If you live in Sydney at the very least, you should have heard of Our Last Enemy. And if you haven’t, well there is a first for everything. Our Last Enemy have proven to be quite a force to be reckoned with in the Australian metal scene, and have done something I can honestly say I’ve never seen before – created a metal remix album.
Engineering The Enemy is certainly unique and a rarity. If there are other metal remix albums floating around, they haven’t crossed my path. Our Last Enemy have never been afraid of experimentation, and that couldn’t be more obvious with their latest project.
When I first saw the track list for the album I thought it was a little odd having two or three different remixes of the same song. After listening to the record though, it begins to make perfect sense. It’s one thing to hear how another band interprets a song, but to hear several of the same makes it all the more interesting.
With a long list of great Australian talent on board: Shiv-R, Viral Millennium, Pink Industrial Whores, AR 12, DJ BuDDha, Autoclaws, As Angels Bleed, Shudder-X, DJ Dasein, Noveaux, Angelspit and Beano (The Berzerker), it acts as a great marketing tool for awesome local talent. And alongside all of that Australian talent, Mortiis (ex Emperor), Travis Neal (Divine Heresy), Angel (Dope) and Dismantled also lend their remixing skills to the record.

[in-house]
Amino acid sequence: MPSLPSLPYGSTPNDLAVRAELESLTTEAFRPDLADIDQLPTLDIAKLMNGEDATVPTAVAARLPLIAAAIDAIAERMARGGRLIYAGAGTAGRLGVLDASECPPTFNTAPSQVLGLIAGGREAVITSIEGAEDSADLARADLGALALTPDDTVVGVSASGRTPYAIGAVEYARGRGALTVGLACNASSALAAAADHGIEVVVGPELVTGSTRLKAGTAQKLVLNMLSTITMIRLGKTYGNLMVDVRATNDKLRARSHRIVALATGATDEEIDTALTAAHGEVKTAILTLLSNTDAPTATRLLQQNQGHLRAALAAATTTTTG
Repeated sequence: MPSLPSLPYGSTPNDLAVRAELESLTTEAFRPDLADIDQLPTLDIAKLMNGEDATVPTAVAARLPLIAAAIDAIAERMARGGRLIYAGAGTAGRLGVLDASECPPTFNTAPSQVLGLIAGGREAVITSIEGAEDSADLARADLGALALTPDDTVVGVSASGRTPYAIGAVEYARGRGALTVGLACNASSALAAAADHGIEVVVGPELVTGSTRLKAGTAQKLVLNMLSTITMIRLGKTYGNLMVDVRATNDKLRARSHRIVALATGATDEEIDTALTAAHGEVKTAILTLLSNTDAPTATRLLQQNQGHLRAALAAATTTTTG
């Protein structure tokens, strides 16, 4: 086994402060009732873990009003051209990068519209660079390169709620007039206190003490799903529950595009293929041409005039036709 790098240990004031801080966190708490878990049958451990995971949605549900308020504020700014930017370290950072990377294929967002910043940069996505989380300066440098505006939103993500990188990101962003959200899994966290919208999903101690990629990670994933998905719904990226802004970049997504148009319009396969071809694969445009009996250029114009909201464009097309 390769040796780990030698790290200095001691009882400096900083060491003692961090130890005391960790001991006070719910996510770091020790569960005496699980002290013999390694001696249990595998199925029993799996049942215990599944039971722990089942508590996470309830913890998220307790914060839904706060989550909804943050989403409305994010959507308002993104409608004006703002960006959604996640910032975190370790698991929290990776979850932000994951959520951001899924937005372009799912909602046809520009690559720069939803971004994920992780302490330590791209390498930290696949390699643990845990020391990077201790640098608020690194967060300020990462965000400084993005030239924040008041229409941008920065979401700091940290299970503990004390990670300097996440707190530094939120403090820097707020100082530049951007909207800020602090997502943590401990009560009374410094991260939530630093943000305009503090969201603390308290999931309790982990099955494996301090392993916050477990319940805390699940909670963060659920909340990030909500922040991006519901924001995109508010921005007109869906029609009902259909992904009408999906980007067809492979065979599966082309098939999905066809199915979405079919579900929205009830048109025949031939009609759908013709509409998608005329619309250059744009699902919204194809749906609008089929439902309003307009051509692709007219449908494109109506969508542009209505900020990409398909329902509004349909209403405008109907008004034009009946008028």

Engineering The Enemy opens with a mighty Pink Industrial Whores remix of the widely popular “10,000 Headless Horses,” and from there it’s one great remix after another. Each artist interprets the song in their own way, some creating an ambient, atmospheric sound, others using synths and samples to prove that heavy isn’t always about blast beats and insane guitar work, and some have made some nightclub worthy tracks.
My initial reaction of being doubtful of the doubling up of tracks, quickly became my favourite aspect of the record. It’s great to see how two or three artists can create such different tracks from the same song. Dismantled’s remix of “Low” holds a steady beat that floats on an unsettling melody of keys and synths; while DJ Dasein has a more danceable beat, running at a faster tempo making it a perfect fit for a nightclub.
A similar comparison can be made between the two versions of “Devour The Sun” on the record. Angel’s remix has a greater gothic feel and is really all about creating atmosphere, while Shiv-R’s drum and bass version really needs to be unleashed on dance floors sooner rather than later.
Engineering The Enemy is an interesting record and definitely worth listening to if you’re a fan of Our Last Enemy, industrial and electronica.
It is available now on iTunes.